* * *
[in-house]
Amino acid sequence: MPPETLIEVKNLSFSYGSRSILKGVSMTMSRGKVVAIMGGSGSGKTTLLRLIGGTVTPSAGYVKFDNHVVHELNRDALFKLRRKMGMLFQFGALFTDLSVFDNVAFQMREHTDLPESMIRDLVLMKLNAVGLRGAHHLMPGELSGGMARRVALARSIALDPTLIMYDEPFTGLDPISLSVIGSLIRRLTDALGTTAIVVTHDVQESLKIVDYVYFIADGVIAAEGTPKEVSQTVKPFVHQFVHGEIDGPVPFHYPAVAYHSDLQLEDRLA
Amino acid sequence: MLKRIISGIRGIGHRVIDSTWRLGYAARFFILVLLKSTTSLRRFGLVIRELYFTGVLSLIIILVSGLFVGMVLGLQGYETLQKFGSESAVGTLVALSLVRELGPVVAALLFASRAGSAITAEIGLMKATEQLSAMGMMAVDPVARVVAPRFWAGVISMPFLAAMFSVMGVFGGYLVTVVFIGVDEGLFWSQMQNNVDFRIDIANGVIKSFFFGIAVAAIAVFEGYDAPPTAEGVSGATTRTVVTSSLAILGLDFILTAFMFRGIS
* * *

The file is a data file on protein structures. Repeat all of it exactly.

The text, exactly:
[in-house]
Amino acid sequence: MPPETLIEVKNLSFSYGSRSILKGVSMTMSRGKVVAIMGGSGSGKTTLLRLIGGTVTPSAGYVKFDNHVVHELNRDALFKLRRKMGMLFQFGALFTDLSVFDNVAFQMREHTDLPESMIRDLVLMKLNAVGLRGAHHLMPGELSGGMARRVALARSIALDPTLIMYDEPFTGLDPISLSVIGSLIRRLTDALGTTAIVVTHDVQESLKIVDYVYFIADGVIAAEGTPKEVSQTVKPFVHQFVHGEIDGPVPFHYPAVAYHSDLQLEDRLA
Amino acid sequence: MLKRIISGIRGIGHRVIDSTWRLGYAARFFILVLLKSTTSLRRFGLVIRELYFTGVLSLIIILVSGLFVGMVLGLQGYETLQKFGSESAVGTLVALSLVRELGPVVAALLFASRAGSAITAEIGLMKATEQLSAMGMMAVDPVARVVAPRFWAGVISMPFLAAMFSVMGVFGGYLVTVVFIGVDEGLFWSQMQNNVDFRIDIANGVIKSFFFGIAVAAIAVFEGYDAPPTAEGVSGATTRTVVTSSLAILGLDFILTAFMFRGIS